You will probably need to provide academic references, so talk to your personal tutor or course lecturers to obtain their permission to be your referee. You may need to provide supporting documents, such as copies of your qualifications, a transcript of marks, or samples of work.
More information can be found on our Applying for courses page.
How do I apply for courses and institutions overseas?
For further study in other countries, admission requirements and application conventions are likely to be different from those in the UK. Our staff can assist you in researching the practices and expectations there, identifying the skills you gained in Nottingham and presenting them to course providers.
What should I include in my personal statement?
Your personal statement is a key element in your application, and you should use the space to explain your reasons for choosing the course you are applying for.
Strong personal statements are well-written, ensuring no spelling or grammatical errors, and include:
- why you want to study at postgraduate level and why you have chosen the subject area.
- any reasons for selecting the particular university, including any elements of the course which particularly stand out, for example key modules or placement opportunities.
- your previous academic study.
- and, if applicable, work experience, which supports your interest in the area of study; and your career aspirations.
Read the information provided by the university carefully for their advice on what to include, and any instructions about word/character count. Sometimes, rather than a single personal statement, you may be asked a series of questions instead. Read the questions carefully, and read your answers as a whole before submitting your application to check you have not duplicated any content in your answers.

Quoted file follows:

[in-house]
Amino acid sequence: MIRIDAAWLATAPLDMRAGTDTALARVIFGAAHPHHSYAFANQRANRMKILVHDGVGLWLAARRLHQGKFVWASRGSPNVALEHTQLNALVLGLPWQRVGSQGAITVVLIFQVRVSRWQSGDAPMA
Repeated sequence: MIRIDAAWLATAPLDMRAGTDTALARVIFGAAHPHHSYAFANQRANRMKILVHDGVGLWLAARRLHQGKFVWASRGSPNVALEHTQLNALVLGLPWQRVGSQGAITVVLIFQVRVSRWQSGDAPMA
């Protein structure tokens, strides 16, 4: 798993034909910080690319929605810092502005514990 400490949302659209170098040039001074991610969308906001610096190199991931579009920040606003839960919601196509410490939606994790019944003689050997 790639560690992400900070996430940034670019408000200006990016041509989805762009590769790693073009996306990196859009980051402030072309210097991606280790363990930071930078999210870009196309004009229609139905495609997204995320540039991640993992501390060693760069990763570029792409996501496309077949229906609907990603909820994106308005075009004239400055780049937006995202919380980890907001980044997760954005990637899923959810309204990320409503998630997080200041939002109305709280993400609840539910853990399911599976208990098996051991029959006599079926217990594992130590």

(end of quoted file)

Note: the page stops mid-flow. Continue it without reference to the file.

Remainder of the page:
Learn more about preparing your personal statement can be found on our Applying for courses page.
You can make an appointment to have your application and/or personal statement reviewed by a member of staff.
What examples of written work should I provide, if asked?
Read the instructions carefully. You may be asked to provide general samples, which demonstrate your academic writing and/or written language skills, or written work on a specific topic linked to the subject area you are applying for.
You may choose a piece of work that you have submitted as part of your undergraduate degree, unless told otherwise. Select pieces that you are proud of, and which you have received feedback on. If necessary you can edit your work to meet the specified word count, and you should note that this is an excerpt from a longer essay.
If you require advice on selecting relevant samples of work, you are advised to speak with your personal tutor.
How do I apply for a PhD?
To apply for a PhD you will either make an application to an advertised position, or submit a research proposal of your own. In the UK, students will typically complete a masters level degree in a relevant subject before progressing to a PhD, although it is possible to progress into a PhD straight from an undergraduate degree (usually in science and engineering).
Ensure you check the eligibility criteria carefully before applying, particularly for funded positions. It is strongly recommended that you talk through your ideas with your personal tutor, and contact potential supervisors before beginning work on an application.
You can find out more about applying for a PhD on our Thinking about a PhD page.